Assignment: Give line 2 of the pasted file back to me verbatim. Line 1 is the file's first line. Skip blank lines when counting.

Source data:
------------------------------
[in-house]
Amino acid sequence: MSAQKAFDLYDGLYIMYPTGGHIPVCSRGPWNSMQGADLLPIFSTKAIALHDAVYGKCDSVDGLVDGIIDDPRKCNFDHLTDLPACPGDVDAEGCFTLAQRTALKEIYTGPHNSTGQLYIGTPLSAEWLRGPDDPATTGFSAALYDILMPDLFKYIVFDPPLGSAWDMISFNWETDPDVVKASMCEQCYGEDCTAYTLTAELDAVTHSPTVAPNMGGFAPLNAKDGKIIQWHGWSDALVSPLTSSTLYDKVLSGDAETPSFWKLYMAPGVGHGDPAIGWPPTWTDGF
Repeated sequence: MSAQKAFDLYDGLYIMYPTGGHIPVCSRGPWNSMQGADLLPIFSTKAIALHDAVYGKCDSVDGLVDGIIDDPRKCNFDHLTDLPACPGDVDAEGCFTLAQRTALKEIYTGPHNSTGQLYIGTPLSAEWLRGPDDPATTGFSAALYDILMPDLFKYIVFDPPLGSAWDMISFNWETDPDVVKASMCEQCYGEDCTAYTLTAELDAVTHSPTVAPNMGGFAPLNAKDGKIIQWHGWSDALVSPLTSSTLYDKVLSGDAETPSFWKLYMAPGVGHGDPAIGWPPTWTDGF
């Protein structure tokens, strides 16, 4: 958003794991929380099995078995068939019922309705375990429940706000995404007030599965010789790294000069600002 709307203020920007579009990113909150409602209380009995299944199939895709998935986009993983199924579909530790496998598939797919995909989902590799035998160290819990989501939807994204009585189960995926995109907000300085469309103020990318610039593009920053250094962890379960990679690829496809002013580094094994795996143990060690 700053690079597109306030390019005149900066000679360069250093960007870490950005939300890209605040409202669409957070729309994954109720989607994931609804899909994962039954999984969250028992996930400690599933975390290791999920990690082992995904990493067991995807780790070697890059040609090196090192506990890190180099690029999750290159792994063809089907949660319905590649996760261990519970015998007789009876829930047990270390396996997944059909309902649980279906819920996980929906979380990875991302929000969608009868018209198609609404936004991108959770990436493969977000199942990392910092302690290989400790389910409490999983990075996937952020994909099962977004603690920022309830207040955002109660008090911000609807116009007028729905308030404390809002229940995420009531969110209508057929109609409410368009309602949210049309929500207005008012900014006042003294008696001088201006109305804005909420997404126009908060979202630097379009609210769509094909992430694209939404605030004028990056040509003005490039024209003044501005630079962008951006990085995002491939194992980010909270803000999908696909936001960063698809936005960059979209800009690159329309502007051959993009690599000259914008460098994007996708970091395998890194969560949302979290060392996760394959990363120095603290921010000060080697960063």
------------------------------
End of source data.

Amino acid sequence: MSAQKAFDLYDGLYIMYPTGGHIPVCSRGPWNSMQGADLLPIFSTKAIALHDAVYGKCDSVDGLVDGIIDDPRKCNFDHLTDLPACPGDVDAEGCFTLAQRTALKEIYTGPHNSTGQLYIGTPLSAEWLRGPDDPATTGFSAALYDILMPDLFKYIVFDPPLGSAWDMISFNWETDPDVVKASMCEQCYGEDCTAYTLTAELDAVTHSPTVAPNMGGFAPLNAKDGKIIQWHGWSDALVSPLTSSTLYDKVLSGDAETPSFWKLYMAPGVGHGDPAIGWPPTWTDGF